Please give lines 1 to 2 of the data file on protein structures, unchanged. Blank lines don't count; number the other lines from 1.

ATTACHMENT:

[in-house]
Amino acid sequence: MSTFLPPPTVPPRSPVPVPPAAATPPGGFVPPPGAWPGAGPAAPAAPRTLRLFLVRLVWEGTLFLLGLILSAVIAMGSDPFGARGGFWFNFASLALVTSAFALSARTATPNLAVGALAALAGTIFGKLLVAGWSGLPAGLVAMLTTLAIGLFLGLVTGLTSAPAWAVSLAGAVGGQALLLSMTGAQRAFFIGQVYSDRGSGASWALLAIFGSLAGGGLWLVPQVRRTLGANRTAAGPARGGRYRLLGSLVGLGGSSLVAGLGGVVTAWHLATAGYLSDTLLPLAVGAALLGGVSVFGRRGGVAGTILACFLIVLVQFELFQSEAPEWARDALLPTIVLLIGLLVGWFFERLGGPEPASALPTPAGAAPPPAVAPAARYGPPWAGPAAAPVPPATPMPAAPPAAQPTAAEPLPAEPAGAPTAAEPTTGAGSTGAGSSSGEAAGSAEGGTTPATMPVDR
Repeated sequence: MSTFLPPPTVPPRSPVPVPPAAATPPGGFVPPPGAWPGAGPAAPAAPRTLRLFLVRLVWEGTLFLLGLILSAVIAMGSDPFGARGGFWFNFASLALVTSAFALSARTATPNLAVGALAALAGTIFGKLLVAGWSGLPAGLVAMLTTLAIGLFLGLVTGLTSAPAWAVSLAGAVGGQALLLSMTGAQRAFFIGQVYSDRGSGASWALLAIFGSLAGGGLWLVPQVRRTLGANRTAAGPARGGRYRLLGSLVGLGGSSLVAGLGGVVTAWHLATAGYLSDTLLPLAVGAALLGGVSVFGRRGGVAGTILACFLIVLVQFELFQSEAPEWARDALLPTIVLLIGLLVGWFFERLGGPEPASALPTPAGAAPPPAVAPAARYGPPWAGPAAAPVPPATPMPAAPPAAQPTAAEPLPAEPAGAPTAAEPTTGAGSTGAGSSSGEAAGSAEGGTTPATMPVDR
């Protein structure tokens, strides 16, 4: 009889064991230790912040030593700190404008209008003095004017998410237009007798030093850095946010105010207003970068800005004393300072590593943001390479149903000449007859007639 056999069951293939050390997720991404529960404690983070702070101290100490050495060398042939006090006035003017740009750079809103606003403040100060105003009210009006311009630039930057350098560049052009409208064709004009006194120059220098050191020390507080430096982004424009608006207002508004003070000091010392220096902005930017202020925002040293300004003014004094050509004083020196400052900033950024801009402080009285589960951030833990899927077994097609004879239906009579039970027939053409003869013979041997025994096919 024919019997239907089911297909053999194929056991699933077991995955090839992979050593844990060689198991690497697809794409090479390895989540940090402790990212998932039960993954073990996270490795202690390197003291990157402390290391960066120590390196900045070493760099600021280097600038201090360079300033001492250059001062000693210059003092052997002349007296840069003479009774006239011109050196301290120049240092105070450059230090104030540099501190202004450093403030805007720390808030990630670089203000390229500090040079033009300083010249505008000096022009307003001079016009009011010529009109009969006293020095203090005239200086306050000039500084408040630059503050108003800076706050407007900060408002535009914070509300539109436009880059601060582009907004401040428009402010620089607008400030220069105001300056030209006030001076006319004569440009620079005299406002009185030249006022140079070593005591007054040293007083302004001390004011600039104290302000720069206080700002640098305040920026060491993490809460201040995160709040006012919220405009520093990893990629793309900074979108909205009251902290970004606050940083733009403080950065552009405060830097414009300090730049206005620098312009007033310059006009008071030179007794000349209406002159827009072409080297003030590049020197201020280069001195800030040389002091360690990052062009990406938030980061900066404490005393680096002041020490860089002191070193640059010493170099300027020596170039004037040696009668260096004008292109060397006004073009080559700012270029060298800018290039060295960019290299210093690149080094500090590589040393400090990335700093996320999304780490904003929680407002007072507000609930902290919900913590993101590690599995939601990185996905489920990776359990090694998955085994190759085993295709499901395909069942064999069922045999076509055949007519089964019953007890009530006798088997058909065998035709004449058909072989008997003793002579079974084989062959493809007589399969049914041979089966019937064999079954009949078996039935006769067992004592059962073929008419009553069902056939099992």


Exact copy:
[in-house]
Amino acid sequence: MSTFLPPPTVPPRSPVPVPPAAATPPGGFVPPPGAWPGAGPAAPAAPRTLRLFLVRLVWEGTLFLLGLILSAVIAMGSDPFGARGGFWFNFASLALVTSAFALSARTATPNLAVGALAALAGTIFGKLLVAGWSGLPAGLVAMLTTLAIGLFLGLVTGLTSAPAWAVSLAGAVGGQALLLSMTGAQRAFFIGQVYSDRGSGASWALLAIFGSLAGGGLWLVPQVRRTLGANRTAAGPARGGRYRLLGSLVGLGGSSLVAGLGGVVTAWHLATAGYLSDTLLPLAVGAALLGGVSVFGRRGGVAGTILACFLIVLVQFELFQSEAPEWARDALLPTIVLLIGLLVGWFFERLGGPEPASALPTPAGAAPPPAVAPAARYGPPWAGPAAAPVPPATPMPAAPPAAQPTAAEPLPAEPAGAPTAAEPTTGAGSTGAGSSSGEAAGSAEGGTTPATMPVDR